Gabby’s Law: legalizing fentanyl test strips to fight overdose deaths – The Observer

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Hebert’s parents, Judy and Jason Hebert of Kinder and her uncle Allen Parish Sheriff Doug Hebert III hope a new state law that legalizes fentanyl test strips will help reduce the tragic deaths that have cut young lives short and left families wondering why.

“It’s sad that death brings it out, but maybe something good can come out of something so tragic,” Judy Hebert said. “I just hope people get it and use it if they can’t beat it and get help. If we can save a life, we’ve done our best to honor Gabby.

She was one of 10 people who died from a fentanyl overdose in Calcasieu Parish that week, Jason Hebert said.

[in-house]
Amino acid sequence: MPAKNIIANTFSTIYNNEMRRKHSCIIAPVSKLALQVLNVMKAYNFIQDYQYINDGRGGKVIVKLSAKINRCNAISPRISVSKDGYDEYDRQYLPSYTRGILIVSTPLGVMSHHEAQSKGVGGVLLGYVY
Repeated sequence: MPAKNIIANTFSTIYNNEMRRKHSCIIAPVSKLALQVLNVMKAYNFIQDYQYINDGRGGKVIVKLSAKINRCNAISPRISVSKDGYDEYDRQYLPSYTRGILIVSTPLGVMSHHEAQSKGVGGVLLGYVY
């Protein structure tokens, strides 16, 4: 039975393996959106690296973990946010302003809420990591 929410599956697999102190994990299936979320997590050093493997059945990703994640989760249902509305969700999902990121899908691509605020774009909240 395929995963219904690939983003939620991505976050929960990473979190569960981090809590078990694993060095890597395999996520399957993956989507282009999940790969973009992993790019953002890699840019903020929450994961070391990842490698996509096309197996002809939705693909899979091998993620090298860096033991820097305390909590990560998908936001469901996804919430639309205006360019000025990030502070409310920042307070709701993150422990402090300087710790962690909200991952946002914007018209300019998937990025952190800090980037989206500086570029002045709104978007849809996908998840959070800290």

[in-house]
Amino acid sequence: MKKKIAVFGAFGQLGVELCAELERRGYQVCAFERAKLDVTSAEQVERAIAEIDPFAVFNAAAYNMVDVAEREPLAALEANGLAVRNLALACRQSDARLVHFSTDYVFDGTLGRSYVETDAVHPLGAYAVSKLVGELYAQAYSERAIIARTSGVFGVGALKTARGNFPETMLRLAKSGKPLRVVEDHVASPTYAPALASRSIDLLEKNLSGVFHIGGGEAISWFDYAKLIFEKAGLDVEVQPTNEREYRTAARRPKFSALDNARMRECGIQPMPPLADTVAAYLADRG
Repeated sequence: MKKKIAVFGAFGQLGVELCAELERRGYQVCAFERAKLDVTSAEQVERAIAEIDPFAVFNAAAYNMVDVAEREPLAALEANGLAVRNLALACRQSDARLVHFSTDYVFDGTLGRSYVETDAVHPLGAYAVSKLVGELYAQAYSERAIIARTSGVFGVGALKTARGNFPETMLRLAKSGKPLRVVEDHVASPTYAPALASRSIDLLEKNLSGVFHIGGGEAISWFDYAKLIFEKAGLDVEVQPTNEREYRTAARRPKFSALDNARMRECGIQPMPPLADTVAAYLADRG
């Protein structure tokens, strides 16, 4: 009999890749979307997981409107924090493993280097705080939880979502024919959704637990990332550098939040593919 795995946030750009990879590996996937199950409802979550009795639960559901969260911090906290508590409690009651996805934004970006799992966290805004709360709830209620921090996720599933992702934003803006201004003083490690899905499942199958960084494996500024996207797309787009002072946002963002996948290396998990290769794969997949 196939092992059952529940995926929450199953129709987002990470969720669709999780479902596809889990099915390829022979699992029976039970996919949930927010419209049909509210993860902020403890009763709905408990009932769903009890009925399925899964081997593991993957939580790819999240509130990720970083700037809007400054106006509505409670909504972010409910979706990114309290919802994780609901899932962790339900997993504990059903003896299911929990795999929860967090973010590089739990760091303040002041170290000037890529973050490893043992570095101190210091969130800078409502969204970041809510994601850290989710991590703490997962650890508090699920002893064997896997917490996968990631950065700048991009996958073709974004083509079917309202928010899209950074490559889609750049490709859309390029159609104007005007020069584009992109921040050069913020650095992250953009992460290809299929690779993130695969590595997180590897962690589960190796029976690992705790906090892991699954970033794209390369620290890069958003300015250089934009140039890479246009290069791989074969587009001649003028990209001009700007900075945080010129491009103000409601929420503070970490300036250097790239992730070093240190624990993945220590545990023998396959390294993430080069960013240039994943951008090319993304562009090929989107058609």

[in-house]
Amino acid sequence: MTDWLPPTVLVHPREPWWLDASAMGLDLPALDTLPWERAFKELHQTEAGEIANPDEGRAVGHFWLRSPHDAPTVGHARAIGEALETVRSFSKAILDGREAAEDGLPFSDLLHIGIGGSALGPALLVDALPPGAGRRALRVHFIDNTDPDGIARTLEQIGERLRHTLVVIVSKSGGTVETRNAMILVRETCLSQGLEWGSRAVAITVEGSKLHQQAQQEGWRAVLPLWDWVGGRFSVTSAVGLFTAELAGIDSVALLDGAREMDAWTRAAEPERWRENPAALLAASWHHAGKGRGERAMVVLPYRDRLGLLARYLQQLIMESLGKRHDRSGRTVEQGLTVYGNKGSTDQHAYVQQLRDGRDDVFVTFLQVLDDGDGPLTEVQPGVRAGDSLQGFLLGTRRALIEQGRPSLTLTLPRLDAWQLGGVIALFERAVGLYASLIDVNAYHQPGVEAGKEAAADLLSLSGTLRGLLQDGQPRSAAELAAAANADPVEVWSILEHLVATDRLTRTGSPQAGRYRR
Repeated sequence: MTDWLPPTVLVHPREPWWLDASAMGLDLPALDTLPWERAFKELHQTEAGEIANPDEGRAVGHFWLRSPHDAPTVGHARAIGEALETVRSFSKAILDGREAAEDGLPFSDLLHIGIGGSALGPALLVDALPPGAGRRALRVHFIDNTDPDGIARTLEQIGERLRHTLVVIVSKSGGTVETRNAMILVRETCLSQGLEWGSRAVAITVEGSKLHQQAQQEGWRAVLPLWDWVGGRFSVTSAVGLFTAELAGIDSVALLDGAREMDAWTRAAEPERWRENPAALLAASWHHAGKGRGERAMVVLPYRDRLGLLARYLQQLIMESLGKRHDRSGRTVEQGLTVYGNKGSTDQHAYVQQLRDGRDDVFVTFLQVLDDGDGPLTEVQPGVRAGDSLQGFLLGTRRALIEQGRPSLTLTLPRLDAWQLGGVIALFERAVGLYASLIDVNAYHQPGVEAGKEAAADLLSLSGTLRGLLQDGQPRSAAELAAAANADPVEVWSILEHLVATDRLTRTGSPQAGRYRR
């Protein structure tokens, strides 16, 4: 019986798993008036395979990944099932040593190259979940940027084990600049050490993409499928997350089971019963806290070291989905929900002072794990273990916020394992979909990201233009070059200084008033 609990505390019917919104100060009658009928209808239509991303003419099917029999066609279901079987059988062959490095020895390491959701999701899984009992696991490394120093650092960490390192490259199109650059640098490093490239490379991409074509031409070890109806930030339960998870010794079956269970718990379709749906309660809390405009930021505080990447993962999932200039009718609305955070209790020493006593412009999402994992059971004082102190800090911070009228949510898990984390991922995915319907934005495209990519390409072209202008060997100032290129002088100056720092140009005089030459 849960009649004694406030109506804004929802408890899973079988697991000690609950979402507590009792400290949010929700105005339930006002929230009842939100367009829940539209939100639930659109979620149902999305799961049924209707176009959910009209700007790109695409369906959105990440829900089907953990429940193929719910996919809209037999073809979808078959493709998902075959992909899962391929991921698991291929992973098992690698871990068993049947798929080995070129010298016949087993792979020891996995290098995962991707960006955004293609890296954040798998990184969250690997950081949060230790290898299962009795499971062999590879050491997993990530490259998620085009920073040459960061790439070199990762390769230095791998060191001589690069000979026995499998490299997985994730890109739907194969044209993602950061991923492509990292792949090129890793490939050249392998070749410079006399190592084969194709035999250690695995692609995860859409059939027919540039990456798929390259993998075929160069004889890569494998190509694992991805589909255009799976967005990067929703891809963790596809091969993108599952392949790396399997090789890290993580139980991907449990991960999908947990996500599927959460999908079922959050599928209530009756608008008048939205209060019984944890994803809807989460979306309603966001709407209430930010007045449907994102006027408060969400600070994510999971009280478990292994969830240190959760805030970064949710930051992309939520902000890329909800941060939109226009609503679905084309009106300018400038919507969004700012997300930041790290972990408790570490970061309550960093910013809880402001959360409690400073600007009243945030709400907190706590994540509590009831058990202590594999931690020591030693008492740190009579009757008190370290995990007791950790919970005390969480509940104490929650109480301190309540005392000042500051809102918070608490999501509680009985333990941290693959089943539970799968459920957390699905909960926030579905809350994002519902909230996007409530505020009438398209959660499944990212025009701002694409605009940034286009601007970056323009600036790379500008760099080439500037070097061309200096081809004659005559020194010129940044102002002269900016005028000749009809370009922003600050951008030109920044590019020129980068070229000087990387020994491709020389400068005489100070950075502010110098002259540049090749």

“We hope it saves lives and does something to make dealerships and suppliers less important in people’s lives,” said Judy Hebert.

Until August, when State Rep. Dustin Miller’s bill was signed into law, fentanyl test strips and other testing devices were considered paraphernalia of drug use in Louisiana.

“Until then, if you were arrested and in possession of narcotics, all the things associated with it would also be props,” Sheriff Hebert said. “So in order to avoid that, so that people don’t mind getting the strips to test him to make sure he’s safe, the law was created so they don’t have to worry about dealing with another charge.”

Sheriff Hebert said law enforcement does not condone the use of illegal narcotics, but hopes the new law will help people know what they are using and help save lives.

The thin paper test strips can signal the presence of deadly opioids in other drugs, he said.

“Hopefully people have enough common sense and ability to get the strips and test something before using them,” Sheriff Hebert said. “I don’t think the tapes are going to test its strength, but at least you can see it’s there and maybe not use it. I’m sure some won’t test or care and some may test and use it anyway, but it’s a start.